Creating a ‘World of Wonder’ for children and families
Hull Community Church has always had a strong ethos of helping the local community and providing activities and support for families in need. But when part of their building, previously rented to a separate charity, became available, an opportunity arose to create a unique play space for local children and to put them in the driving seat.
Hull CC’s project lead (and minister) Anne Dannerolle and her small team didn’t just consult local children, they helped make their ideas a reality. Around 60 children and young people had their input. One young girl, who came to the project from a troubled family background, was particularly influential, and made it clear that the new space should be somewhere safe and welcoming children could go to when being at home was too difficult.
In 2015, Hull CC was awarded a Reaching Communities grant of £476,247, with just under £100,000 to be spent on creating the World of Wonder (WOW). The children had ambitious plans for the new space, including a Hobbit Hole, a treehouse slide and a ‘bounce room’. Delivering their vision and giving them ownership was important to Anne and she fought hard to retain their ideas, even when architects and builders said things couldn’t be done. When the project looked as though it was going to be too expensive, Anne and her team got creative, sourcing specialist items cheaply online. Trips to a reclamation yard also resulted in beautiful old timber for the Hobbit Hole.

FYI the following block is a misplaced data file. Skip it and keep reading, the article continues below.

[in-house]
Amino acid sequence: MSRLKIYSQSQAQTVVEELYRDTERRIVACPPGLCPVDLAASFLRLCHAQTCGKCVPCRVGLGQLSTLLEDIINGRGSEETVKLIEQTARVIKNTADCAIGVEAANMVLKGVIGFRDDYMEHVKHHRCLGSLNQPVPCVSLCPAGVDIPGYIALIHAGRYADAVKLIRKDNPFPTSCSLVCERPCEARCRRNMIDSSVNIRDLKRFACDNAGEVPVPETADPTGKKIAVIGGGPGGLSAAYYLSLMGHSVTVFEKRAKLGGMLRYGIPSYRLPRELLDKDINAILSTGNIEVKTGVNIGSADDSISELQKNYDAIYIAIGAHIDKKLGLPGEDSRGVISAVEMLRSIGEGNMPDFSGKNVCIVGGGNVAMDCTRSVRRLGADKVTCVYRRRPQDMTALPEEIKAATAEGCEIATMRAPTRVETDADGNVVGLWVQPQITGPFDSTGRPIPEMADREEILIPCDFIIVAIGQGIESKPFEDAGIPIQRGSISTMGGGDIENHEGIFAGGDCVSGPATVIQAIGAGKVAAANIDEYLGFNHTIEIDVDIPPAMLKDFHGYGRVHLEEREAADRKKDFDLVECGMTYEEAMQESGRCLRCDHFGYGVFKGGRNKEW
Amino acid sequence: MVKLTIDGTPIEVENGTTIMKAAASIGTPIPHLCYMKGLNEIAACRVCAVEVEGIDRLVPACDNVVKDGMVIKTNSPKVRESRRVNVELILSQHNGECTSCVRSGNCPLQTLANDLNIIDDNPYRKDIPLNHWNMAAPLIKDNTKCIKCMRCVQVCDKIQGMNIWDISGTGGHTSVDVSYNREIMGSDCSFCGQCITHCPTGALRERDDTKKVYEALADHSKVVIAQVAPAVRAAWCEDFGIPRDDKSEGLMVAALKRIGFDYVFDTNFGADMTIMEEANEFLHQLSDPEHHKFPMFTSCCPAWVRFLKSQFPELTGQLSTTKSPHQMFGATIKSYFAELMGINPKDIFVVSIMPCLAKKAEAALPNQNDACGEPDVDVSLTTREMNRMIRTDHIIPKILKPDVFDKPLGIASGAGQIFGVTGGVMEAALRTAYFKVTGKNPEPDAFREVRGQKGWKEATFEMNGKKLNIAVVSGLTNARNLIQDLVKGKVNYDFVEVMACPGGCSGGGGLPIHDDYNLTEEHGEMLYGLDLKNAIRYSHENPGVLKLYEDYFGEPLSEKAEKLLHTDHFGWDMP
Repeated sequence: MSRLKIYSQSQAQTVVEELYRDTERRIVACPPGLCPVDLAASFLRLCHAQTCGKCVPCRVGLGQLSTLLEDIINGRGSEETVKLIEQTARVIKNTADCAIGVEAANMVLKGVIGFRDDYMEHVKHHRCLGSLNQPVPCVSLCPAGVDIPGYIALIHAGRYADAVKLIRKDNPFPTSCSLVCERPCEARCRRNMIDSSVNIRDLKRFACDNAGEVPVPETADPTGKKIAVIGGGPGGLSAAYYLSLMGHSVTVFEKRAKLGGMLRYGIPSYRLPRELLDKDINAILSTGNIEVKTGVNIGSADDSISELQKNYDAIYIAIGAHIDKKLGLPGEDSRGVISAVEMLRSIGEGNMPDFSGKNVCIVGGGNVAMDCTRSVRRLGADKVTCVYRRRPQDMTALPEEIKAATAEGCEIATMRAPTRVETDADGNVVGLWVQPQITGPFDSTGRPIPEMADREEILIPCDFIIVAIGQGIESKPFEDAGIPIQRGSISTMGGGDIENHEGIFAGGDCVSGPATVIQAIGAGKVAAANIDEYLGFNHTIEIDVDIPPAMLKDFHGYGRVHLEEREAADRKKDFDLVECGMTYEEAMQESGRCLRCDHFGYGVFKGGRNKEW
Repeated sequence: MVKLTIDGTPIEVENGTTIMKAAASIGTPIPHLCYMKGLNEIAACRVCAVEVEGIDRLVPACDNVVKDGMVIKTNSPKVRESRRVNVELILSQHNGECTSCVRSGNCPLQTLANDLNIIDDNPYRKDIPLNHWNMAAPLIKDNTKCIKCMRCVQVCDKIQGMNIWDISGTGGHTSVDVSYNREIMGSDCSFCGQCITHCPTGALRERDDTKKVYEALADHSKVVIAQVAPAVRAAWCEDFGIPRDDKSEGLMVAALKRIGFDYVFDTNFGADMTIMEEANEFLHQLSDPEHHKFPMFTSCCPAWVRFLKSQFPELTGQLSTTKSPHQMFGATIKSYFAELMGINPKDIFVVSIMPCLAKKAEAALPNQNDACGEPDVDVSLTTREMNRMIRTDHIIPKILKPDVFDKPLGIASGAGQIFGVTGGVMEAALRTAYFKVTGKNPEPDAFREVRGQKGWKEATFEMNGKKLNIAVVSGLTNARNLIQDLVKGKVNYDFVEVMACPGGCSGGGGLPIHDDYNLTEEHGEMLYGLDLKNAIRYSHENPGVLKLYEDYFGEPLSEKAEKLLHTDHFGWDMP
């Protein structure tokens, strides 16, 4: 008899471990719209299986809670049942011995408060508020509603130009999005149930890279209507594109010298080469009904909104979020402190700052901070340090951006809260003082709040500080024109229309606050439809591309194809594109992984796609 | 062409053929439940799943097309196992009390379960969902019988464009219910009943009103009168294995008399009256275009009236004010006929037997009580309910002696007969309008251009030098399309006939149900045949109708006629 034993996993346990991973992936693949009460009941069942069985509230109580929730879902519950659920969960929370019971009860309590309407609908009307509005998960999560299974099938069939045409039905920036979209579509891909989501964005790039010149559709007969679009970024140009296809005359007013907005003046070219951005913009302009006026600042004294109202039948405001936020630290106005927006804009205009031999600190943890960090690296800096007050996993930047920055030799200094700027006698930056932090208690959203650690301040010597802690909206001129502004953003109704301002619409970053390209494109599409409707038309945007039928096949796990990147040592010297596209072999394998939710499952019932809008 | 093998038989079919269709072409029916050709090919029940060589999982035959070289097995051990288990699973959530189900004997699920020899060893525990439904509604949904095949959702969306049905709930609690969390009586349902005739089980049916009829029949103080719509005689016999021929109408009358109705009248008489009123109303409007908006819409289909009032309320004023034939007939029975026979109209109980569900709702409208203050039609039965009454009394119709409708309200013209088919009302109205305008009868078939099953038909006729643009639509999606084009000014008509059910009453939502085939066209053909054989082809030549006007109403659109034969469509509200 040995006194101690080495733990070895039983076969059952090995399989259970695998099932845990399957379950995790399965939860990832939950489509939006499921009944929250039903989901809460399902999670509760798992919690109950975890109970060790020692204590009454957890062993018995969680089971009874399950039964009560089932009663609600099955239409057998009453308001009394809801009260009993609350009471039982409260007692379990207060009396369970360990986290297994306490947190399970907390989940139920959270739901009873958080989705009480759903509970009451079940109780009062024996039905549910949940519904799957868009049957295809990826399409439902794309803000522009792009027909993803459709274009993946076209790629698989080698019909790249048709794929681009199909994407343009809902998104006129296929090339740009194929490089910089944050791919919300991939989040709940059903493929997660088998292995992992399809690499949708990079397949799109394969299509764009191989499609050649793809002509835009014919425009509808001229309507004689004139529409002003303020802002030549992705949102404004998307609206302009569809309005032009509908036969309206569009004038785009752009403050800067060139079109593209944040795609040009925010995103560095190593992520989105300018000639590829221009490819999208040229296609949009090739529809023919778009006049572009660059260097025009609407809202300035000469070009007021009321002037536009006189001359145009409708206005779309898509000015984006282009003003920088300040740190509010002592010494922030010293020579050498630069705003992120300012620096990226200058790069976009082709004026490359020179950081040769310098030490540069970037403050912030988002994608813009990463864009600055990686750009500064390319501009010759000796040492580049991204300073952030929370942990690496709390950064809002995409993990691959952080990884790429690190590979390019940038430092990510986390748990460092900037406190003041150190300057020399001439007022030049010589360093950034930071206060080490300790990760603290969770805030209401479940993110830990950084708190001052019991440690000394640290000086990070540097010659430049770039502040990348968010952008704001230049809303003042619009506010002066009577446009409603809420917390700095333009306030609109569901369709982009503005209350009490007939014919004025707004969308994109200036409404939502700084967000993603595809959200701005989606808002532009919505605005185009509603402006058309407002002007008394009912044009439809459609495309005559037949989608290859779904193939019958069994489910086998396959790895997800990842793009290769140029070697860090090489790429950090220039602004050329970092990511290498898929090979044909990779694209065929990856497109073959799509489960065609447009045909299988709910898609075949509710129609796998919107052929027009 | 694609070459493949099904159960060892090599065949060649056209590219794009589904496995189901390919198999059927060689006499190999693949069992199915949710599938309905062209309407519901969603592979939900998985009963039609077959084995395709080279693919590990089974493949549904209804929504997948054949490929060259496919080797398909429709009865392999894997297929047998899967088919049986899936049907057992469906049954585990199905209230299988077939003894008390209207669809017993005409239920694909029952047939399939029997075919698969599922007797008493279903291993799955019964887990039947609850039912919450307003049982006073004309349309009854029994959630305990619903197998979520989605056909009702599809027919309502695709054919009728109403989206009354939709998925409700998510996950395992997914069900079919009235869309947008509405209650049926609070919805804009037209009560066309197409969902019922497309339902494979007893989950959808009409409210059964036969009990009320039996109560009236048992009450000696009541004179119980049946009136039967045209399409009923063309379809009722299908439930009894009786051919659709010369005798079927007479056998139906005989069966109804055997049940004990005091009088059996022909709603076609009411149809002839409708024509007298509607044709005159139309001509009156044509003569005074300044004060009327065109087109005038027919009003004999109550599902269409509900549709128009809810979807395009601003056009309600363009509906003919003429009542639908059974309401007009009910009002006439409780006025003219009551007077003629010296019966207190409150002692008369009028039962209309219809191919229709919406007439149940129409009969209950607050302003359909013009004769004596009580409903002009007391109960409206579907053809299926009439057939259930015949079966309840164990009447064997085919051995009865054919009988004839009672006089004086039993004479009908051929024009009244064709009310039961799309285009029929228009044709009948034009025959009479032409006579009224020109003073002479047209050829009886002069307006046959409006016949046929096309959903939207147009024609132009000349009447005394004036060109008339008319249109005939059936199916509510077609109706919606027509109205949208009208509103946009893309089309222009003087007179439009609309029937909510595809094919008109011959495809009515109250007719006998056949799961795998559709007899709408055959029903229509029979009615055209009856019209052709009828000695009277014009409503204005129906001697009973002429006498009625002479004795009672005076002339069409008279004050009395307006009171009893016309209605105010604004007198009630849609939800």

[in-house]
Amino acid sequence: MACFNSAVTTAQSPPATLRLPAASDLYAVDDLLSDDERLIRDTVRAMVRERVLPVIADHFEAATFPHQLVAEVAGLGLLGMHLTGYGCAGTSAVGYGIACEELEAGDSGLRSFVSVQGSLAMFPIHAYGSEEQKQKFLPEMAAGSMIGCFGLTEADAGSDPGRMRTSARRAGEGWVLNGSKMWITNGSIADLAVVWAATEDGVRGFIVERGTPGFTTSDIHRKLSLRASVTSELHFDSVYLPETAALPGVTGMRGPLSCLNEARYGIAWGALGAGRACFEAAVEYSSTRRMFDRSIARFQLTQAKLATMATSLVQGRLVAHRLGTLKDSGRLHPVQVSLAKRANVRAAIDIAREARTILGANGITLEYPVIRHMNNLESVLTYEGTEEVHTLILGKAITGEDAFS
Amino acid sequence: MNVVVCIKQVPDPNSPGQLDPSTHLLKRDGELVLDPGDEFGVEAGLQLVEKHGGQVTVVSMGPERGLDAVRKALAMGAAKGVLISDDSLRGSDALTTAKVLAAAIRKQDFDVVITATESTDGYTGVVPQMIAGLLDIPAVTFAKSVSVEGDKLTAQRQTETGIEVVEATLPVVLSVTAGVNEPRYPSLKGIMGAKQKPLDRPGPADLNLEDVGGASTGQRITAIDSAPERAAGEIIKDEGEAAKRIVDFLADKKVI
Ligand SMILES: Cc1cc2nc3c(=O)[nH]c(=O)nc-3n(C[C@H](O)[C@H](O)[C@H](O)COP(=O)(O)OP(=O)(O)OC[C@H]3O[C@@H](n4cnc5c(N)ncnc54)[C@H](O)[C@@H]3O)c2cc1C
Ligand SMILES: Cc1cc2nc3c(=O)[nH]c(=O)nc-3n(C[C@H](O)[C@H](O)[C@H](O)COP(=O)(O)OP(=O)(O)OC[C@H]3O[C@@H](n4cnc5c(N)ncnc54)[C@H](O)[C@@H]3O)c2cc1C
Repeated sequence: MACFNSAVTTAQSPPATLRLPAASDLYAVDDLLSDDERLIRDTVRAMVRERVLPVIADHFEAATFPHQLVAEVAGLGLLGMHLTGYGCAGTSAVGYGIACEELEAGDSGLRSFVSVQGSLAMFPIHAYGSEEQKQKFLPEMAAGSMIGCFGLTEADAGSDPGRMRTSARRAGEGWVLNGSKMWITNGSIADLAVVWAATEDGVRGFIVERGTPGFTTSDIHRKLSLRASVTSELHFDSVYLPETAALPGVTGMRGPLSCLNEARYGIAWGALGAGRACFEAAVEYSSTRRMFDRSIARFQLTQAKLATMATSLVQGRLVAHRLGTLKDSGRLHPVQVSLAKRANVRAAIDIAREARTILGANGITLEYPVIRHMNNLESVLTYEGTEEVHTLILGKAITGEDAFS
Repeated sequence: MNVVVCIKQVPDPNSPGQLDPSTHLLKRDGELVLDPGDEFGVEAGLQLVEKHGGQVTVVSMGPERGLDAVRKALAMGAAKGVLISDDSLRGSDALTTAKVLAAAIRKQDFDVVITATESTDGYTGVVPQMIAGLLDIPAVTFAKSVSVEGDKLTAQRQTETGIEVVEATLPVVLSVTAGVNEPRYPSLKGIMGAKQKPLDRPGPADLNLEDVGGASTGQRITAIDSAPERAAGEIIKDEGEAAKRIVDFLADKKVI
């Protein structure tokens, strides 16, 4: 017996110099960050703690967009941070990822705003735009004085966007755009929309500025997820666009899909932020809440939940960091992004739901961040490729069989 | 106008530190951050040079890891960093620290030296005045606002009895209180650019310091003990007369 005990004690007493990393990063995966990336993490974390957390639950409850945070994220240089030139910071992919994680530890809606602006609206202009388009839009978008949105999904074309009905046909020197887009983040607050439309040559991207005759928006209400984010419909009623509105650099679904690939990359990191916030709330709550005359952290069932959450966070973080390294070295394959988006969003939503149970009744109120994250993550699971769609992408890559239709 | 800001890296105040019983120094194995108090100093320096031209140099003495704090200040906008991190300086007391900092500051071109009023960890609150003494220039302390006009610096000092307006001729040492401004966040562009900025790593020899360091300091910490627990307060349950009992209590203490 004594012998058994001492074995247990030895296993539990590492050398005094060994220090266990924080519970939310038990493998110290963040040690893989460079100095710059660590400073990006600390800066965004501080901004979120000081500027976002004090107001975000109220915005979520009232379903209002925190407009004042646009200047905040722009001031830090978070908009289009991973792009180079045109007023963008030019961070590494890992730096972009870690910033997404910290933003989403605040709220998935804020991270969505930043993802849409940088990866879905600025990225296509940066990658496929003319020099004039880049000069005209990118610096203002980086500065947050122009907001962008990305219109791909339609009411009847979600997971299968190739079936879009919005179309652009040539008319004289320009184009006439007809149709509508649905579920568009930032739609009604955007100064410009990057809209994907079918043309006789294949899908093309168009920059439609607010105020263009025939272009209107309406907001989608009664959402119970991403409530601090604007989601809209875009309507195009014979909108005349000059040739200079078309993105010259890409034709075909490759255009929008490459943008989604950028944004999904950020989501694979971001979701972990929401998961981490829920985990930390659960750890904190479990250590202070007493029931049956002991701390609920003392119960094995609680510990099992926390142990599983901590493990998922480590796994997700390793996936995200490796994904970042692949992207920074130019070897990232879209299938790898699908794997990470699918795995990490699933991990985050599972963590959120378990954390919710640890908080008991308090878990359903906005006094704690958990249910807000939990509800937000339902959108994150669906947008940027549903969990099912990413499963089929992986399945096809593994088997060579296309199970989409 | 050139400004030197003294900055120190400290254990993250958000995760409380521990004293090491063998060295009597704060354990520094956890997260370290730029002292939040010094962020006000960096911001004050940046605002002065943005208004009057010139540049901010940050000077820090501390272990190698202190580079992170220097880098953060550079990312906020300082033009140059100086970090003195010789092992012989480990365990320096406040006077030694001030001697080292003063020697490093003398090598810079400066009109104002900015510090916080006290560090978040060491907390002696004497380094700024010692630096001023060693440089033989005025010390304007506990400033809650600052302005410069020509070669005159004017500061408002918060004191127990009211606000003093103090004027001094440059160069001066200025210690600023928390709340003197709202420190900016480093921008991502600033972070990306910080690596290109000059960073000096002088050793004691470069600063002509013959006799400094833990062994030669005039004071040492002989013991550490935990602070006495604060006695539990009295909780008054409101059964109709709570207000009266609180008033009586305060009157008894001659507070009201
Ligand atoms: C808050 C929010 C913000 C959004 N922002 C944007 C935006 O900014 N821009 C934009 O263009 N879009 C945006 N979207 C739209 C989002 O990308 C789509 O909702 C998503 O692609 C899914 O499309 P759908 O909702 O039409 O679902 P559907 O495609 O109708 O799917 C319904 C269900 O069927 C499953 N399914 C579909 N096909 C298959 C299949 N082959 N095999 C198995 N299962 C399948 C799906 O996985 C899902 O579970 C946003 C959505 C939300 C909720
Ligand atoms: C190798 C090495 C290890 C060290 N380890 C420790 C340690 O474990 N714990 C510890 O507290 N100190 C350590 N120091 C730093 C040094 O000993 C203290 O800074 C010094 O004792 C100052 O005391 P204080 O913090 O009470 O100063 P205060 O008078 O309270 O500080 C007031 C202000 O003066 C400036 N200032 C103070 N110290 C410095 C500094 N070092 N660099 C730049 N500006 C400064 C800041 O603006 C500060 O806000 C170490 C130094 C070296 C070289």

The community got stuck in as well. People of all ages pitched in with painting, plastering and creating unique decoration for the different areas of the WOW. A local art student created a huge mural of a tree to complement the treehouse slide.
Since the WOW opened, kids of all ages have been throwing themselves around in the bounce room, which with its twinkling-star lighting is also a great place for disabled children and those with special educational needs. The Hobbit Hole is a popular hangout for teenage visitors, and as for the slide… well, Big Lottery Fund staff can vouch for how much fun that is!
But the impact on individuals tell a powerful story too. One woman brought along her young son who has autism and requires significant day-to-day support. He had great fun serving the chocolate pudding at the Wednesday family tea session. His mum commented:
“Autistic children don’t like to get involved and do things with other people. Seeing him helping like this means so much to me.”
“This group provides opportunities that are incredibly valuable for a child with ASD. Support to integrate and be himself allow him to build skills and express himself by doing things he loves. Many take these opportunities for granted, but to special needs parents, they’re miracles.”
Her son is planning to have his birthday party at the WOW later this month, as it’s “the only place he feels totally comfortable and at home.”
The building work might be done, but that’s only one element of the project. Hull CC will spend the next three-and-a-half years delivering activities to help them further develop relationships with the community and continue to support people through the challenges they face.
“We’re so thankful for the World of Wonder and this amazing space,” says Anne. “But it’s only as amazing as the parents, children and young people who use it, and who have become part of our extended family.”